AT&T executives, betting that iPad users will mostly connect via Wi-Fi, may be underestimating the likely impact on their 3G network, analysts say
Publishing professional Peter Costanzo is out to redefine telecommuting. The 45-year-old online marketing director for Perseus Books Publishing in New York has ordered a 3G-capable version of Apple's (AAPL) iPad tablet computer. He plans to use it during his 75-minute morning commute from Long Island to read the paper, buy e-books, make notes, retrieve e-mail, and, he hopes, glimpse the future of publishing. "As publishers, it's really important to see how the device performs," he says. Consumers like Costanzo could give AT&T (T) a headache in coming months. AT&T's 3G cellular network is already swamped with data traffic from millions of Apple iPhone users, especially in New York and San Francisco. Users have complained of dropped calls and slow Web access. Some tech industry analysts fear the iPad could exacerbate the problem. AT&T Chief Executive Randall Stephenson said at a Mar. 2 investor conference in San Francisco that he expects the iPad to be mainly "a Wi-Fi-driven product." Some analysts have interpreted those comments to mean that AT&T could be surprised by higher-than-expected use of iPads on its 3G cellular network. The iPad "is extremely bandwidth-intensive," says Craig Moffett, an analyst at Sanford C. Bernstein who has a market perform rating on AT&T's stock. "It could set up users for a disappointment." The iPad's large screen lends itself to bandwidth-hungry applications like watching movies, Moffett says. That means a 3G iPad could wind up consuming double the network capacity that an iPhone does. "AT&T seems to be convinced that most of the time users will be connected to [a] Wi-Fi network," he says. "That's a pretty big stretch, given it's a new device nobody's used before." Crucial Factors: Sales, Extent of Use
Independent wireless industry analyst Chetan Sharma estimates that a 3G-enabled iPad will consume about two-thirds as much network capacity as a 3G iPhone. If Apple sells 2.7 million 3G iPads this year, as Piper Jaffray & Co. (PJC) analyst Chris Larsen forecasts, that could be the equivalent of 1.7 million iPhones hitting AT&T's network. The iPad "certainly could put a strain" on AT&T's network, assuming that consumers use its Internet capabilities extensively and sales match his forecast, says Larsen, who has an overweight rating on AT&T shares. "If they were to get into a situation where they again got behind the capacity, it would damage their reputation," Larsen says. To be sure, the iPad likely won't bring a large telecom network to its knees. And until consumers start snapping them up—analysts' estimates range from 2 million to 6 million iPads sold in 2010—the industry won't know for sure how extensively iPad owners will stream video and perform other bandwidth-intensive tasks. Many users may opt for less expensive Wi-Fi-only versions of the iPad and use them in hotspot-laden areas such as their homes, airports, and coffee shops. Three initial versions of the iPad, which go on sale in the U.S. Apr. 3, will communicate using Wi-Fi wireless Internet technology. Three additional models due later in April will communicate over 3G. Buyers of the 3G-enabled iPads will be able to access AT&T's cellular network for $15 per month or $30 per month depending on how much data they plan to consume. Those plans will also include access to AT&T's more than 20,000 Wi-Fi hotspots in the U.S. "We feel very good about where our network is," says AT&T spokesman Mark Siegel. AT&T, Apple Foresee Few Problems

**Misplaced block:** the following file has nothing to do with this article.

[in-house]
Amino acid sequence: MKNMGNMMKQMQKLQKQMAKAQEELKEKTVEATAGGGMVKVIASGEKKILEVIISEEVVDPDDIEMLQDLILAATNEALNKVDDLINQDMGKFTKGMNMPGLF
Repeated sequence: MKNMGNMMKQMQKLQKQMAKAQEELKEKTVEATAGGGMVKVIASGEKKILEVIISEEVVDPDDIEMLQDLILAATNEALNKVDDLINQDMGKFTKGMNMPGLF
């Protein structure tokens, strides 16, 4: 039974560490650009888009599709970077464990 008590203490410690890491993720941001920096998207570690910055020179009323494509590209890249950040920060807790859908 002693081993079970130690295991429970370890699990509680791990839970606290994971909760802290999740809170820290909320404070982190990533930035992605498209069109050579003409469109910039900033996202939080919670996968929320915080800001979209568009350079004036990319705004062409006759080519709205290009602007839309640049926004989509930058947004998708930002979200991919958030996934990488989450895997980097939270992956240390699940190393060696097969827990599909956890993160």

Glenn Lurie, AT&T's head of emerging devices, says the iPad's ability to gracefully hop between cellular and Wi-Fi connections will help ease any network strain. "We're giving you the ability to have a very nice experience," he says. Apple spokeswoman Natalie Kerris says users aren't apt to experience network congestion. "AT&T is a great partner and they are offering a landmark deal for iPad customers with no-contract data plans at great prices," she says. Still, many users could consume large amounts of bandwidth by watching videos on the iPad's 9.7-inch screen. A two-hour movie would likely send three to five times more data to the iPad than watching a similar video file on an iPhone or iPod would, estimates James Brehm, a senior consultant at Frost & Sullivan. The files would be much larger than those containing electronic books, which have been the predominant use of tablet-style devices like Amazon.com's (AMZN) Kindle. Jonathan Schildkraut, an analyst with Jefferies & Co. (JEF) who has a hold rating on AT&T shares, says that the iPad "could be a network hog." "Longer term, you could see it causing network congestion," he says.